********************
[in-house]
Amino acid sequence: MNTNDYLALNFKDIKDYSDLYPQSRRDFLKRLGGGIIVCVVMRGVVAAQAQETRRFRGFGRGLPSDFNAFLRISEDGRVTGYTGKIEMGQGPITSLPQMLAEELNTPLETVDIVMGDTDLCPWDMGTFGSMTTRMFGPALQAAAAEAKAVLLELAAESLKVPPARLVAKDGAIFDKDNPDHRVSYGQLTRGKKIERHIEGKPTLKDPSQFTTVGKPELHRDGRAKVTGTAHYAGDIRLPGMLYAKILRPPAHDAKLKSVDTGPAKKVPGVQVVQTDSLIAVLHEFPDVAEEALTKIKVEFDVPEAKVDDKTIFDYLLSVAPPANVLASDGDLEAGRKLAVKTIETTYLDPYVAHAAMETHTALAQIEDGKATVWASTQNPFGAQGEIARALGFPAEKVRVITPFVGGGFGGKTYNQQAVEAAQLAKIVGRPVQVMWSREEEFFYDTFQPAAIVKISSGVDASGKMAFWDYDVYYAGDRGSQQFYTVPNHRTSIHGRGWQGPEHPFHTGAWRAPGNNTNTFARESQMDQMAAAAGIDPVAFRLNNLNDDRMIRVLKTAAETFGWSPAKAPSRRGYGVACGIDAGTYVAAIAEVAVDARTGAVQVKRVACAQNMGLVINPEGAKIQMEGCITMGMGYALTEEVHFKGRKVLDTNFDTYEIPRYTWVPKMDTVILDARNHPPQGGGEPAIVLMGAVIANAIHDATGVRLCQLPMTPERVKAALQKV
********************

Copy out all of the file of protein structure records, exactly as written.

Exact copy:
[in-house]
Amino acid sequence: MNTNDYLALNFKDIKDYSDLYPQSRRDFLKRLGGGIIVCVVMRGVVAAQAQETRRFRGFGRGLPSDFNAFLRISEDGRVTGYTGKIEMGQGPITSLPQMLAEELNTPLETVDIVMGDTDLCPWDMGTFGSMTTRMFGPALQAAAAEAKAVLLELAAESLKVPPARLVAKDGAIFDKDNPDHRVSYGQLTRGKKIERHIEGKPTLKDPSQFTTVGKPELHRDGRAKVTGTAHYAGDIRLPGMLYAKILRPPAHDAKLKSVDTGPAKKVPGVQVVQTDSLIAVLHEFPDVAEEALTKIKVEFDVPEAKVDDKTIFDYLLSVAPPANVLASDGDLEAGRKLAVKTIETTYLDPYVAHAAMETHTALAQIEDGKATVWASTQNPFGAQGEIARALGFPAEKVRVITPFVGGGFGGKTYNQQAVEAAQLAKIVGRPVQVMWSREEEFFYDTFQPAAIVKISSGVDASGKMAFWDYDVYYAGDRGSQQFYTVPNHRTSIHGRGWQGPEHPFHTGAWRAPGNNTNTFARESQMDQMAAAAGIDPVAFRLNNLNDDRMIRVLKTAAETFGWSPAKAPSRRGYGVACGIDAGTYVAAIAEVAVDARTGAVQVKRVACAQNMGLVINPEGAKIQMEGCITMGMGYALTEEVHFKGRKVLDTNFDTYEIPRYTWVPKMDTVILDARNHPPQGGGEPAIVLMGAVIANAIHDATGVRLCQLPMTPERVKAALQKV